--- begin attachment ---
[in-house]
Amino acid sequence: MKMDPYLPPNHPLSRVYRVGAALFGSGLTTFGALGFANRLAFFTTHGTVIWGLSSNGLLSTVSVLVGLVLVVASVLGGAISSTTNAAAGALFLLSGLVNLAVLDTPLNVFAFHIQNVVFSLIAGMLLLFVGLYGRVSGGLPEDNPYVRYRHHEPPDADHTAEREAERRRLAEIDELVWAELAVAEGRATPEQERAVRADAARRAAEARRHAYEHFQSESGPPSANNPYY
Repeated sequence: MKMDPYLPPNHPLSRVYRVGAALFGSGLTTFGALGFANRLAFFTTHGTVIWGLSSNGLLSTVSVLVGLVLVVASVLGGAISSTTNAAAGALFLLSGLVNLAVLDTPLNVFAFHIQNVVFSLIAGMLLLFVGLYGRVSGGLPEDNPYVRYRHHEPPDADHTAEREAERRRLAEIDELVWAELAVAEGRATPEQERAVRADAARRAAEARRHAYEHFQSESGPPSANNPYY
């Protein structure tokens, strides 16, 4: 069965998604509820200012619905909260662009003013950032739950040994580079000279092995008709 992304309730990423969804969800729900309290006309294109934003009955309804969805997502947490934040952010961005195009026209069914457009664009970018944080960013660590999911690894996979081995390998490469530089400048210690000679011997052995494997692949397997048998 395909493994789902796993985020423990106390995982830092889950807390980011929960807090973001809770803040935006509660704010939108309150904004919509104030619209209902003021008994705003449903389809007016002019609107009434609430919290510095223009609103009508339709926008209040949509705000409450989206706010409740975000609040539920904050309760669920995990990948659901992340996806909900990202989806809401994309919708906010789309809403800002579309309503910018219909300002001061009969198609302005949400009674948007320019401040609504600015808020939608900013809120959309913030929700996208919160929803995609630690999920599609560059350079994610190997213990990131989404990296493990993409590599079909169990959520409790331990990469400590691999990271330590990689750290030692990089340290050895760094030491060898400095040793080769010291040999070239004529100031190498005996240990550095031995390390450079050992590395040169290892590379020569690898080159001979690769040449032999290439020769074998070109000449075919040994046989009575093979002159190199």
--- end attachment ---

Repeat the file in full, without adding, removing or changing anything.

[in-house]
Amino acid sequence: MKMDPYLPPNHPLSRVYRVGAALFGSGLTTFGALGFANRLAFFTTHGTVIWGLSSNGLLSTVSVLVGLVLVVASVLGGAISSTTNAAAGALFLLSGLVNLAVLDTPLNVFAFHIQNVVFSLIAGMLLLFVGLYGRVSGGLPEDNPYVRYRHHEPPDADHTAEREAERRRLAEIDELVWAELAVAEGRATPEQERAVRADAARRAAEARRHAYEHFQSESGPPSANNPYY
Repeated sequence: MKMDPYLPPNHPLSRVYRVGAALFGSGLTTFGALGFANRLAFFTTHGTVIWGLSSNGLLSTVSVLVGLVLVVASVLGGAISSTTNAAAGALFLLSGLVNLAVLDTPLNVFAFHIQNVVFSLIAGMLLLFVGLYGRVSGGLPEDNPYVRYRHHEPPDADHTAEREAERRRLAEIDELVWAELAVAEGRATPEQERAVRADAARRAAEARRHAYEHFQSESGPPSANNPYY
């Protein structure tokens, strides 16, 4: 069965998604509820200012619905909260662009003013950032739950040994580079000279092995008709 992304309730990423969804969800729900309290006309294109934003009955309804969805997502947490934040952010961005195009026209069914457009664009970018944080960013660590999911690894996979081995390998490469530089400048210690000679011997052995494997692949397997048998 395909493994789902796993985020423990106390995982830092889950807390980011929960807090973001809770803040935006509660704010939108309150904004919509104030619209209902003021008994705003449903389809007016002019609107009434609430919290510095223009609103009508339709926008209040949509705000409450989206706010409740975000609040539920904050309760669920995990990948659901992340996806909900990202989806809401994309919708906010789309809403800002579309309503910018219909300002001061009969198609302005949400009674948007320019401040609504600015808020939608900013809120959309913030929700996208919160929803995609630690999920599609560059350079994610190997213990990131989404990296493990993409590599079909169990959520409790331990990469400590691999990271330590990689750290030692990089340290050895760094030491060898400095040793080769010291040999070239004529100031190498005996240990550095031995390390450079050992590395040169290892590379020569690898080159001979690769040449032999290439020769074998070109000449075919040994046989009575093979002159190199």